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In wild conditions at Sandy Point in Victoria, Australia, Chris Lockwood proved the new Carbon Art Speed 44 has the capability to blow away the scoreboard.

Reaching peak speeds of over 48 knots on several runs on the natural inlet, Lockwood’s 5×10 second GPS score of 46.3 knots fell 0.3knots short of Maynard’s GPS average times he set when he first smashed the outright sailing speed record back in 2004. Lockwood’s best 500m run on GPS was just over 46.1 knots. The fastest officially ratified 500m time set on a production board is 44.03 knots, set by Dave White on the Sts Maries de La Mer canal in 2004.

“It was totally unexpected. I was feeling a bit disappointed with having light wind for the trip and the forecast was diminishing in the days leading up to my last day at Sandy Point. After waiting around at Namibia for a couple of weeks to get a single round in, I was really eager to prove the capability of the new boards, and although 5th overall in Namibia against the speed giants wasn’t too bad, I felt I hadn’t had a real opportunity to demonstrate how good the boards really are.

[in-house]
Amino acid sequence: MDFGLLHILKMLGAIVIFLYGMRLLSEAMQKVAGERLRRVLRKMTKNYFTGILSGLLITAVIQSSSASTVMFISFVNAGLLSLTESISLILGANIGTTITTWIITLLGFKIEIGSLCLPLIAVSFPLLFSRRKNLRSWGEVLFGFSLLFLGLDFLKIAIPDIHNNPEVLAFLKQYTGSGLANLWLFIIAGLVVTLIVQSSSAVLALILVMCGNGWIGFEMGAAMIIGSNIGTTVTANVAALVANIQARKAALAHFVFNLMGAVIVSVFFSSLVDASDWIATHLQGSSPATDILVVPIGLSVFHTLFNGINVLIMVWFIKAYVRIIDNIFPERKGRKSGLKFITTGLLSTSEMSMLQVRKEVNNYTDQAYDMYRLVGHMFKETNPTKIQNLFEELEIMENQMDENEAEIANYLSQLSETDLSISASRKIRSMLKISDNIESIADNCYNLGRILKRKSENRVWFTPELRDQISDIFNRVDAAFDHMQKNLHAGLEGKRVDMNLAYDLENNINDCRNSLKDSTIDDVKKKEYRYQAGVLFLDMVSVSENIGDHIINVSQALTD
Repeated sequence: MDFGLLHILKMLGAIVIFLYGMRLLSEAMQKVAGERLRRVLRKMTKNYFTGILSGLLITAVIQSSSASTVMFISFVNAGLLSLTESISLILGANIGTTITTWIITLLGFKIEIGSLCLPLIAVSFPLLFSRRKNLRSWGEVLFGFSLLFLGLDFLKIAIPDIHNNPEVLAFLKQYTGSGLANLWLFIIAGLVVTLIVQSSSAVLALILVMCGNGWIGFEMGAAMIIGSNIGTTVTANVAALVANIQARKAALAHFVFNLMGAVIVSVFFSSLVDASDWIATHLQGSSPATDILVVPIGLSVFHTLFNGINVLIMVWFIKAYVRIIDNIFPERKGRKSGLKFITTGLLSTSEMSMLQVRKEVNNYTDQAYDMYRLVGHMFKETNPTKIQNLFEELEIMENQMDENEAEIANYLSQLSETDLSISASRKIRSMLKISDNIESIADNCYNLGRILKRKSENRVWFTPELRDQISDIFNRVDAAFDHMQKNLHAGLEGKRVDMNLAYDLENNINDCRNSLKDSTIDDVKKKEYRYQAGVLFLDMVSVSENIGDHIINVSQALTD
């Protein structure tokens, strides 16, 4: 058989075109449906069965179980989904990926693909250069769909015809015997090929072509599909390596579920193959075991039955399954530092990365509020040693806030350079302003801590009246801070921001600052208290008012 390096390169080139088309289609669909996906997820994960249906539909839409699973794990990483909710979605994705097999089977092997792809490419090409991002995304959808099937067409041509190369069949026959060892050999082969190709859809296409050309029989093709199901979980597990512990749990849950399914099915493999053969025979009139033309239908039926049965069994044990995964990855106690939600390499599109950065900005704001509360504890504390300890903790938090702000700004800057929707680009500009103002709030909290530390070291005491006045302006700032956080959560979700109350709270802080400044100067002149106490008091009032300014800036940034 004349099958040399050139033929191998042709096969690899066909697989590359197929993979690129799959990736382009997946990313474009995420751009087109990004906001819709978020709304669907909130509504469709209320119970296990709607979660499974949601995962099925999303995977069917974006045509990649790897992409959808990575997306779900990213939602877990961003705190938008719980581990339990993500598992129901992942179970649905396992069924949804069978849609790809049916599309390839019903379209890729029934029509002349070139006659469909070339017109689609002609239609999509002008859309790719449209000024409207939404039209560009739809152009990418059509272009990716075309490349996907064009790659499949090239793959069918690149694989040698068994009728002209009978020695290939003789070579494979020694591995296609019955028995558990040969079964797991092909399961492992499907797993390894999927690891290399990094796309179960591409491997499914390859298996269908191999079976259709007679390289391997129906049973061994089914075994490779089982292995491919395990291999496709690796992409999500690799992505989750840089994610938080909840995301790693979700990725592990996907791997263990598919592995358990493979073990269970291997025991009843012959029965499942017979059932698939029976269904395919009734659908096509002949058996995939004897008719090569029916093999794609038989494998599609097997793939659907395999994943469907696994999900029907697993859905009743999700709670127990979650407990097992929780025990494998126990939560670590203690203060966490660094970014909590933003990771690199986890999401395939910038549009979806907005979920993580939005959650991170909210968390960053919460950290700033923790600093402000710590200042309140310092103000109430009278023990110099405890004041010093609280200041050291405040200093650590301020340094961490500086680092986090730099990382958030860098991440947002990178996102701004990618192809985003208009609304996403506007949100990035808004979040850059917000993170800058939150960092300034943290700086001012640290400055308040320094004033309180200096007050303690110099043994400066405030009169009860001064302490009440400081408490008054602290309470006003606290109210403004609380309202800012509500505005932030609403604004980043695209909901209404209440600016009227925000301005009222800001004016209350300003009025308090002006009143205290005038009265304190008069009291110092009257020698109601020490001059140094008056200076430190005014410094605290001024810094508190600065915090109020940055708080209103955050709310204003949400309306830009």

I had to fly back to Perth that evening, and was a few hours drive from the airport. The forecast was for 22 knots of wind, expected to peak around lunchtime, so it would be a mission to get a sail in, pack up the gear, and get to the airport. I couldn’t believe it when I got to the inlet at around 9.30am to see the wind cranking a solid 30 knots in the gusts and building.

By the time I got on the water, the wind was gusting up into mid 40s and occasionally 50. So I used my new 4.4m sail. I felt completely in control at full speed. Even over the rolling chop at the end of the course the board was really stable and slippery. It did everything it was designed to do. The trim was magic. No instability at all. Seeing run after run over 47 knots on the GPS was a great experience. The setup was so comfortable I was able to look back and watch the gps on 47.5 before accelerating into the chop at the downwind end of the run, at 48.3knots.

There’s definitely more to go with this board. Looking at my GPS tracklogs there was no speed wall at all. It was the first time I used my new 4.4m, so with some more time to tune, who knows.

It was great to have the opportunity to prove that such a versatile design, available to the masses, can achieve such levels of performance.”

Information on Chris’ GPS session can be found at
http://www.gps-speedsurfing.com